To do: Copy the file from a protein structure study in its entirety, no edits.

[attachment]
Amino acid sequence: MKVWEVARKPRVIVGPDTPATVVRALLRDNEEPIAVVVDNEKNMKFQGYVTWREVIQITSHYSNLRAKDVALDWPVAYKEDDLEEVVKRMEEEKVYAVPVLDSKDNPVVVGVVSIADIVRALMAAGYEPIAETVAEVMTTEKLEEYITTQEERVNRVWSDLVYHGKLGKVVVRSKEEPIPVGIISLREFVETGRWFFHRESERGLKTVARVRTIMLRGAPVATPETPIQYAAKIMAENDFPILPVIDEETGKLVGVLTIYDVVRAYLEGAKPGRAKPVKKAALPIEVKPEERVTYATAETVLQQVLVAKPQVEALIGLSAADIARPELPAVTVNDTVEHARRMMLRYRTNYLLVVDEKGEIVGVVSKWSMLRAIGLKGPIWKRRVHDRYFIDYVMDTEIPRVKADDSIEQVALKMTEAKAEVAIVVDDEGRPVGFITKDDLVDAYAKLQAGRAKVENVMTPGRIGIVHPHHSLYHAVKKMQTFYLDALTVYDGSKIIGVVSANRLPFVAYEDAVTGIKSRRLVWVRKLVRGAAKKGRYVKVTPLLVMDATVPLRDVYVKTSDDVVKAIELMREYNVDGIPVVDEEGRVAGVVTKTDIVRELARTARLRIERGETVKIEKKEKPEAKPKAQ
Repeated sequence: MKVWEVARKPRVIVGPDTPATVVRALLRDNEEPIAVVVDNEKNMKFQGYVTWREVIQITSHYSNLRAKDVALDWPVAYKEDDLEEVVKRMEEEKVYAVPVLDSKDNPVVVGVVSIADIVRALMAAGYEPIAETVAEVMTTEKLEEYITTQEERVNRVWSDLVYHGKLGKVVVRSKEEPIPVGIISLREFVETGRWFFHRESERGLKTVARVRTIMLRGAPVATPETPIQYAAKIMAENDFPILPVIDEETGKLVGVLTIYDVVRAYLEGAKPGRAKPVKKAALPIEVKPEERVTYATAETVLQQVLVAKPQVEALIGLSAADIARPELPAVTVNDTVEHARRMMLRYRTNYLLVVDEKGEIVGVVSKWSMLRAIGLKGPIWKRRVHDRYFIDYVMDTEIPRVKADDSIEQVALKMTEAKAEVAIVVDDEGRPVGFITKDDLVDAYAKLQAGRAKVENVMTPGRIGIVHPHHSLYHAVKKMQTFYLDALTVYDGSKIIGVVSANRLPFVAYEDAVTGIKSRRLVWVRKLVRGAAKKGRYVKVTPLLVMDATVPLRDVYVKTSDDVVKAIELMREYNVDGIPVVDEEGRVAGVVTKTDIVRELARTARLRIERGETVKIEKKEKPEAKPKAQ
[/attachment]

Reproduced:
Amino acid sequence: MKVWEVARKPRVIVGPDTPATVVRALLRDNEEPIAVVVDNEKNMKFQGYVTWREVIQITSHYSNLRAKDVALDWPVAYKEDDLEEVVKRMEEEKVYAVPVLDSKDNPVVVGVVSIADIVRALMAAGYEPIAETVAEVMTTEKLEEYITTQEERVNRVWSDLVYHGKLGKVVVRSKEEPIPVGIISLREFVETGRWFFHRESERGLKTVARVRTIMLRGAPVATPETPIQYAAKIMAENDFPILPVIDEETGKLVGVLTIYDVVRAYLEGAKPGRAKPVKKAALPIEVKPEERVTYATAETVLQQVLVAKPQVEALIGLSAADIARPELPAVTVNDTVEHARRMMLRYRTNYLLVVDEKGEIVGVVSKWSMLRAIGLKGPIWKRRVHDRYFIDYVMDTEIPRVKADDSIEQVALKMTEAKAEVAIVVDDEGRPVGFITKDDLVDAYAKLQAGRAKVENVMTPGRIGIVHPHHSLYHAVKKMQTFYLDALTVYDGSKIIGVVSANRLPFVAYEDAVTGIKSRRLVWVRKLVRGAAKKGRYVKVTPLLVMDATVPLRDVYVKTSDDVVKAIELMREYNVDGIPVVDEEGRVAGVVTKTDIVRELARTARLRIERGETVKIEKKEKPEAKPKAQ
Repeated sequence: MKVWEVARKPRVIVGPDTPATVVRALLRDNEEPIAVVVDNEKNMKFQGYVTWREVIQITSHYSNLRAKDVALDWPVAYKEDDLEEVVKRMEEEKVYAVPVLDSKDNPVVVGVVSIADIVRALMAAGYEPIAETVAEVMTTEKLEEYITTQEERVNRVWSDLVYHGKLGKVVVRSKEEPIPVGIISLREFVETGRWFFHRESERGLKTVARVRTIMLRGAPVATPETPIQYAAKIMAENDFPILPVIDEETGKLVGVLTIYDVVRAYLEGAKPGRAKPVKKAALPIEVKPEERVTYATAETVLQQVLVAKPQVEALIGLSAADIARPELPAVTVNDTVEHARRMMLRYRTNYLLVVDEKGEIVGVVSKWSMLRAIGLKGPIWKRRVHDRYFIDYVMDTEIPRVKADDSIEQVALKMTEAKAEVAIVVDDEGRPVGFITKDDLVDAYAKLQAGRAKVENVMTPGRIGIVHPHHSLYHAVKKMQTFYLDALTVYDGSKIIGVVSANRLPFVAYEDAVTGIKSRRLVWVRKLVRGAAKKGRYVKVTPLLVMDATVPLRDVYVKTSDDVVKAIELMREYNVDGIPVVDEEGRVAGVVTKTDIVRELARTARLRIERGETVKIEKKEKPEAKPKAQ